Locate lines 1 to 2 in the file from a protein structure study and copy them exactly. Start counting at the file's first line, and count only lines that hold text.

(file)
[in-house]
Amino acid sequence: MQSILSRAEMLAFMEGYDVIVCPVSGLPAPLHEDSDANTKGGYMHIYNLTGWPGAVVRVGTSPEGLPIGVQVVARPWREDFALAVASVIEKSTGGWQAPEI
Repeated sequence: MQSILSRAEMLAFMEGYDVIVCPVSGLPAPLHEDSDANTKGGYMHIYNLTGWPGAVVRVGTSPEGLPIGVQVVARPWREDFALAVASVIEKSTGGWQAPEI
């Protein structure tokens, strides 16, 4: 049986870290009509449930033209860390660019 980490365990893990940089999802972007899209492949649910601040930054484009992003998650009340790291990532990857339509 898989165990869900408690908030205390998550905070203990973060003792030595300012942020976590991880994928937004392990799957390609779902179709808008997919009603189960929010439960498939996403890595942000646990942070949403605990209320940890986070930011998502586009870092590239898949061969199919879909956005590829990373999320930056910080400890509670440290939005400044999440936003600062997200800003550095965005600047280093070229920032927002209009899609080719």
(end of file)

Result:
[in-house]
Amino acid sequence: MQSILSRAEMLAFMEGYDVIVCPVSGLPAPLHEDSDANTKGGYMHIYNLTGWPGAVVRVGTSPEGLPIGVQVVARPWREDFALAVASVIEKSTGGWQAPEI